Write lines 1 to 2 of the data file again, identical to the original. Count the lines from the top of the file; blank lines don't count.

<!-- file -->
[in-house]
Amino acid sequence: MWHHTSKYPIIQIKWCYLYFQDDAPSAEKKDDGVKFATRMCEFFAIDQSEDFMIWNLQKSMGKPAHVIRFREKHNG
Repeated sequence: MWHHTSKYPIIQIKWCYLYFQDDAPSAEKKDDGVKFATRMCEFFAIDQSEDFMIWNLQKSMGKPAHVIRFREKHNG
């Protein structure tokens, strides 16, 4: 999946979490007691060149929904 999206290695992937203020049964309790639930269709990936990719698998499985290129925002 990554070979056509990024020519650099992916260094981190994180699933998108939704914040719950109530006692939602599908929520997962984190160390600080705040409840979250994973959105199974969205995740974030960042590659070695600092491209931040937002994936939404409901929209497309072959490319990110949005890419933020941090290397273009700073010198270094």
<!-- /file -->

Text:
[in-house]
Amino acid sequence: MWHHTSKYPIIQIKWCYLYFQDDAPSAEKKDDGVKFATRMCEFFAIDQSEDFMIWNLQKSMGKPAHVIRFREKHNG